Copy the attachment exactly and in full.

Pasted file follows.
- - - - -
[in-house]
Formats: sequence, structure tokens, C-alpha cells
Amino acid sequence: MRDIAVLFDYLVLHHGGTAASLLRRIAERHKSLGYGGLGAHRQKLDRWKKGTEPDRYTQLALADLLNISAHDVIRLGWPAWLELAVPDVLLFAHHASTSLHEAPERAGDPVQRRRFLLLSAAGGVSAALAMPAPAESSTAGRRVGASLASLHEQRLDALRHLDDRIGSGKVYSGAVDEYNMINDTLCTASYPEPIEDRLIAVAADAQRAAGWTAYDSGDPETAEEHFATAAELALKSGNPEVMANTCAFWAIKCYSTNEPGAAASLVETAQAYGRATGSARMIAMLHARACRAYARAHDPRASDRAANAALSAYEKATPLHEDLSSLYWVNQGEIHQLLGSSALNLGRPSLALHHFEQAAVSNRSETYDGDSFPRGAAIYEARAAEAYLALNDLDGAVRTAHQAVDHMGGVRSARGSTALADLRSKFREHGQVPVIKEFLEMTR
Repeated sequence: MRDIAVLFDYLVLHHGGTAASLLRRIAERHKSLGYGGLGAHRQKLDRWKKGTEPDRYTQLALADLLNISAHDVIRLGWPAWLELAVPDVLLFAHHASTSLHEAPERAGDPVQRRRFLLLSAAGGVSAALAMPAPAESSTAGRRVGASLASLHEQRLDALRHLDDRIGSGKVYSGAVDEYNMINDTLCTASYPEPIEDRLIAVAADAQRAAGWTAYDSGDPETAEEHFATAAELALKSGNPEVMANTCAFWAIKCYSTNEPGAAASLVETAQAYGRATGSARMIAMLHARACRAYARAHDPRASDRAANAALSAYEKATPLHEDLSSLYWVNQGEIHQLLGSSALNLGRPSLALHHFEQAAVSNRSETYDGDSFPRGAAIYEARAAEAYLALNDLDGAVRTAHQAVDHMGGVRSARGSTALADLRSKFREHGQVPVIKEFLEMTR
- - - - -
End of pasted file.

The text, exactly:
[in-house]
Formats: sequence, structure tokens, C-alpha cells
Amino acid sequence: MRDIAVLFDYLVLHHGGTAASLLRRIAERHKSLGYGGLGAHRQKLDRWKKGTEPDRYTQLALADLLNISAHDVIRLGWPAWLELAVPDVLLFAHHASTSLHEAPERAGDPVQRRRFLLLSAAGGVSAALAMPAPAESSTAGRRVGASLASLHEQRLDALRHLDDRIGSGKVYSGAVDEYNMINDTLCTASYPEPIEDRLIAVAADAQRAAGWTAYDSGDPETAEEHFATAAELALKSGNPEVMANTCAFWAIKCYSTNEPGAAASLVETAQAYGRATGSARMIAMLHARACRAYARAHDPRASDRAANAALSAYEKATPLHEDLSSLYWVNQGEIHQLLGSSALNLGRPSLALHHFEQAAVSNRSETYDGDSFPRGAAIYEARAAEAYLALNDLDGAVRTAHQAVDHMGGVRSARGSTALADLRSKFREHGQVPVIKEFLEMTR
Repeated sequence: MRDIAVLFDYLVLHHGGTAASLLRRIAERHKSLGYGGLGAHRQKLDRWKKGTEPDRYTQLALADLLNISAHDVIRLGWPAWLELAVPDVLLFAHHASTSLHEAPERAGDPVQRRRFLLLSAAGGVSAALAMPAPAESSTAGRRVGASLASLHEQRLDALRHLDDRIGSGKVYSGAVDEYNMINDTLCTASYPEPIEDRLIAVAADAQRAAGWTAYDSGDPETAEEHFATAAELALKSGNPEVMANTCAFWAIKCYSTNEPGAAASLVETAQAYGRATGSARMIAMLHARACRAYARAHDPRASDRAANAALSAYEKATPLHEDLSSLYWVNQGEIHQLLGSSALNLGRPSLALHHFEQAAVSNRSETYDGDSFPRGAAIYEARAAEAYLALNDLDGAVRTAHQAVDHMGGVRSARGSTALADLRSKFREHGQVPVIKEFLEMTR